December 22, 2017

Private sector will continue to lead job growth


What's your 2018 economic outlook for Connecticut?

Moderate Growth

How many jobs will Connecticut add?


What will Connecticut's unemployment rate be at the end of 2018?


What type of GDP growth will Connecticut see in 2018?


Which industry will add the most jobs?

Other services

Which industry will lose the most jobs?


You'd never guess it from the headline news of a protracted state budget crisis and exodus of corporate headquarters, but Connecticut reached a jobs milestone in 2017. Even assuming no further job growth in the final months of the year, the average annual private sector job count will top 1,453,000 — a new record for the state. The fact that the state has yet to recover all the jobs lost during the Great Recession reflects drag forces from the public sector, not lack of trying by private enterprise.

2018 is an election year, with the statehouse and all General Assembly seats up for grabs. Presumably, elected officials will be on their best behavior to avoid another fiscal train wreck, which could only bode well (or better at least) for the broader health of the economy.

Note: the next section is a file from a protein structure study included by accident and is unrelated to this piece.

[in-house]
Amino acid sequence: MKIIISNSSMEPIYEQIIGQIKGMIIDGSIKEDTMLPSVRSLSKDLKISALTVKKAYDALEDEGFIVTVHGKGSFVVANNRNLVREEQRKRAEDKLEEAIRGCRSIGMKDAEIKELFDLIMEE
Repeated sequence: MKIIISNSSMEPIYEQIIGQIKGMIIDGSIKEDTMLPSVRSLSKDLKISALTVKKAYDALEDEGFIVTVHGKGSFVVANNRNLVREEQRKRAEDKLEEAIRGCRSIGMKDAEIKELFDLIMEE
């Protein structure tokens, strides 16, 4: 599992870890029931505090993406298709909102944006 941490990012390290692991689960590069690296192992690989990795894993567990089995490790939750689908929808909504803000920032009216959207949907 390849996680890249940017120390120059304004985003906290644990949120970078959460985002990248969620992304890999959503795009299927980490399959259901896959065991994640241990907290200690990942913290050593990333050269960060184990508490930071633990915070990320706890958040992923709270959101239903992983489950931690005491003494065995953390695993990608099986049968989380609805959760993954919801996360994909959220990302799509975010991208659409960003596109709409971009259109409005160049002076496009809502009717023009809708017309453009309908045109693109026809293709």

Expanding global markets and low commodity prices will add tinder to the U.S. and Connecticut economies. But in this Land of Steady Habits, the favorable backdrop will likely translate into more of the ponderous growth we're far too used to.

Expect Connecticut to add about 6,500 jobs in 2018 — a bit faster pace than we've seen in the past couple of years, but only half the gains achieved in the initial years of recovery from the Great Recession of 2008. The unemployment rate will inch down, too, but not by much: from about 4.7 percent in 2017 to 4.5 percent in 2018.

The catchall "other services" category will lead the industries in job gains. This group includes a hodgepodge of difficult-to-classify service jobs — personal care, pet care, dating services and much more — that are often the province of enterprising entrepreneurs, who by their efforts remake the structure of the economy.

Don't expect many new government jobs, however, as the struggle continues to get the state's fiscal house in order. That rebuilding will become even more challenging should reasoned deliberation fail and federal lawmakers enact a blue-state income surtax.

Read more forecasts here.

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